Hungry in Jerusalem: 'A Whole Loaf' by S. Y. Agnon

A Whole Loaf – S. Y. Agnon

Like Agnon’s work in general, ‘A Whole Loaf’ draws on traditional Jewish religious sources, but is thoroughly modern in style and theme (particularly in the themes of anxiety and indecisiveness).  Also typically for Agnon, the story has a dream-like (or nightmare-like) quality.

The unnamed narrator is in Jerusalem at the end of a hot Sabbath day.  His family are abroad (for reasons we never learn) and he has to fend for himself, which he is doing rather poorly.  The simple tasks of procuring food and drink seem to elude him, even as the heat of the day is described in almost hyperbolic terms.  In fact, the heat is described as emanating from the ceiling, walls, and floor of the narrator’s apartment – oven-like – so that he is literally baking.

Early in the story, the narrator encounters the Moses-like figure of Dr. Yekutiel Ne’eman, who gives him some letters to deliver to the post office, after scolding him for allowing his family to be separated from him.  The narrator earnestly promises to do so, and momentarily experiences a feeling of real guilt at Ne’eman’s reproof, but mostly he seems to be motivated by “a desire to make Dr. Ne’eman feel more pleased.”  We begin to suspect that this man has shallow relationships with his fellow human beings, and that he is a rather poor judge of character.  His feelings of guilt and duty are equally shallow, and evaporate as quickly as they arise.

Agnon, as a devout Zionist, no doubt shared and endorsed Dr. Ne’eman’s rebuke, and it is safe to say that the story is, on one level at least, an allegory of the duty of the Jewish people to forsake the assimilated life of Europe with its decadent temptations and return to the Land of Israel.

(In the commentary of the translation I’m using, A Book that Was Lost, Alan Mintz and Anne Golomb Hoffman, eds., there’s some exposition of Agnon’s symbolism in the story, and it’s well worth reading.  I myself am not a scholar, so I will confine myself to remarking on the plain sense of the story.)

The man resolves to take the letters to the post office, as he has promised Dr. Ne’eman, but he’s also hot and thirsty and dying for a decent meal; so he’s torn between going to the post office first or going to a hotel to grab a bite to eat, and spends most of the story dithering between these two courses of action.

“It is easy to understand the state of a man who has two courses in front of him,” he comments reasonably enough.  But here and in a number of other places, he sounds insecure and seems to solicit the reader’s (or listener’s) agreement and sympathy for his situation.  You can almost picture the guy with a pleading look on his face saying “You do understand, don’t you?”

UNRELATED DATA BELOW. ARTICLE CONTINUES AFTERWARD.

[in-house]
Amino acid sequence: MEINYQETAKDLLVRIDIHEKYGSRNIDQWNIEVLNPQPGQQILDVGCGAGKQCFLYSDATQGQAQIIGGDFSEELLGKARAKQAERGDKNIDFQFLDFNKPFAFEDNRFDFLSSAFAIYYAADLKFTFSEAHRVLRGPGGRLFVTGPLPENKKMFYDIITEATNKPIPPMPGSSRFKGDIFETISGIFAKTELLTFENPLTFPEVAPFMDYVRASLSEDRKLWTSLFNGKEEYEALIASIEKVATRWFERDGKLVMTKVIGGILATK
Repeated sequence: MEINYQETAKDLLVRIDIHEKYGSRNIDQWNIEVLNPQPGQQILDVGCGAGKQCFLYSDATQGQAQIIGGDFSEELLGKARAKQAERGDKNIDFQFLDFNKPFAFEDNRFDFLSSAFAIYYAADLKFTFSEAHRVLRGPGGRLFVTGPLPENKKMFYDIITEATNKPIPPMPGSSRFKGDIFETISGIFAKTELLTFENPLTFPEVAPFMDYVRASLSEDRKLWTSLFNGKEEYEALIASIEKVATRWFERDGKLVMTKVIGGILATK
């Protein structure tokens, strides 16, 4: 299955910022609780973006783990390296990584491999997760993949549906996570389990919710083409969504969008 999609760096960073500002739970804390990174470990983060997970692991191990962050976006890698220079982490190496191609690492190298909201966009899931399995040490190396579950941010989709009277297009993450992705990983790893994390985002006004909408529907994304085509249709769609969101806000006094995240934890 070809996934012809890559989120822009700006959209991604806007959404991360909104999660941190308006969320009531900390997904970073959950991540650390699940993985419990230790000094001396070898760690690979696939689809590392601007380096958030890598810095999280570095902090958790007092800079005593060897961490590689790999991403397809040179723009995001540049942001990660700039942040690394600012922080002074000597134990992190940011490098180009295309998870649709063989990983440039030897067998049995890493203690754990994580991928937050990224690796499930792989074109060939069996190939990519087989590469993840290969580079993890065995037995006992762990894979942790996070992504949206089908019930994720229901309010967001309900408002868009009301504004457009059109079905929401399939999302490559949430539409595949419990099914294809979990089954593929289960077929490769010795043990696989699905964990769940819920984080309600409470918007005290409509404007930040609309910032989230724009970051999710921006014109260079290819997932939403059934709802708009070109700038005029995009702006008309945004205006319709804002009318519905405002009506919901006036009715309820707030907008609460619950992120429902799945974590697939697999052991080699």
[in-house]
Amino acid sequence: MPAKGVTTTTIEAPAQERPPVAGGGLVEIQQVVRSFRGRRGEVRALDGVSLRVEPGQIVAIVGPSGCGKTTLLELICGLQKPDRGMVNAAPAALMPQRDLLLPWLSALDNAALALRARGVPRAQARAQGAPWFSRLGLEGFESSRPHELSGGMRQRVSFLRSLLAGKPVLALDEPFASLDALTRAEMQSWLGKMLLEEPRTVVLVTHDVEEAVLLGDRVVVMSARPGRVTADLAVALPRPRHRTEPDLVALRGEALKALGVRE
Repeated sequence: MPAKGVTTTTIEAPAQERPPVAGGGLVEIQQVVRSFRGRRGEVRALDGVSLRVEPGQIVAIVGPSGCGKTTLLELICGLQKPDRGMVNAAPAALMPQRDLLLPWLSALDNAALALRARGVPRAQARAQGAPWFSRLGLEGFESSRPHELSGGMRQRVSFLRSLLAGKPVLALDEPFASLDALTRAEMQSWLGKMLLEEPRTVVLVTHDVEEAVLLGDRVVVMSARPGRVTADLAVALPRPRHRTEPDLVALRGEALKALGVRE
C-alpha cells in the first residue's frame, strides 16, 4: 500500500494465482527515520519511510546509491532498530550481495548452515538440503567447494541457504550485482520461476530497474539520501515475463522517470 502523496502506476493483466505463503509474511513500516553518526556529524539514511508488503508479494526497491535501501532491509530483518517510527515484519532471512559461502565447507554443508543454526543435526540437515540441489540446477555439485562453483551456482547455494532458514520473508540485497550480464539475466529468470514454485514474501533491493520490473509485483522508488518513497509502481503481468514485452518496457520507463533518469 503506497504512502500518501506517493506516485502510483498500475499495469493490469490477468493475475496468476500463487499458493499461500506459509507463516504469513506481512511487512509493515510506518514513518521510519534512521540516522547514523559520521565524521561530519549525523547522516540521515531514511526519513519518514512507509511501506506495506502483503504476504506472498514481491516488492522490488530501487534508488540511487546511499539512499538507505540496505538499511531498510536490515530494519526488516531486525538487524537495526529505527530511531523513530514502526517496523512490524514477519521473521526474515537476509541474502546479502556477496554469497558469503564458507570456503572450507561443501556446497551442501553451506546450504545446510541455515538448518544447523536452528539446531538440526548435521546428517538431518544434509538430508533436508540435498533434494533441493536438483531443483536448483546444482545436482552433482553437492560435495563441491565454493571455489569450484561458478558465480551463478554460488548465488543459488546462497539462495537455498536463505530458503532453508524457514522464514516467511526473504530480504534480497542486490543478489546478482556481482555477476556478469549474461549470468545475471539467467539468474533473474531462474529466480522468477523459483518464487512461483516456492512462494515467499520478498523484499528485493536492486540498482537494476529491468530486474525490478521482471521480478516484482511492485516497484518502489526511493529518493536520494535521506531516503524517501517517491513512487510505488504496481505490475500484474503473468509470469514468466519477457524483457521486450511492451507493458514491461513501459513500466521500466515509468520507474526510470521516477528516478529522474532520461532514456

In the second half of the story we meet Mr. Gressler, whom the narrator seems eager to please, even though Gressler is the one who struck the match that burned down the narrator’s home and books.  (The narrator lived upstairs from the apostate textile merchant – whose wares were “like paper” – so this consequence was in no way unforeseeable.)  Our narrator lets on to some mixed feelings toward Gressler following the fire, but in general seems to want to maintain cordial relations with him.  I think he puts Gressler and Ne’eman on exactly the same level in his own estimation.

(As a biographical note, the house fire was not an abstract idea for Agnon, who lost his home and library to a fire in 1924.)

The one person the narrator feels unambivalent about is Mr. Hophni, the inventor of an improved mousetrap.  (At first I thought the mousetrap detail might be the translator’s idiomatic rendering of some other phrase, since we have the expression in English, “build a better mousetrap”.  But no, the story is talking about a literal rodent-catching device.)  He finds Hophni insufferable.  In particular, he finds Hophni’s bragging about his success objectionable.  (Perhaps another measure of the narrator’s own insecurity.)

So when the narrator is offered a lift in Gressler’s carriage (a rarity in that place and time, we’re told), he happily accepts, but his happiness is short-lived when he sees Hophni coming aboard as a fellow passenger.  Our narrator, now not only irritable from hunger and thirst but further provoked by the presence of Hophni, finally loses it and grabs the reins, causing the horses to panic and overturning the carriage.  (His subsequent fear of being hit by a motorcar must be exaggerated, because if carriages were a rarity, how much more so motorcars.)

Psychologically, this is perfect:  all through the story, the guy is incapable of making up his own mind and choosing a course of action, burdened by his doubts and anxieties.  And when his frustration reaches the boiling point and he finally takes decisive action, it’s a disaster.  I think we’ve all been there.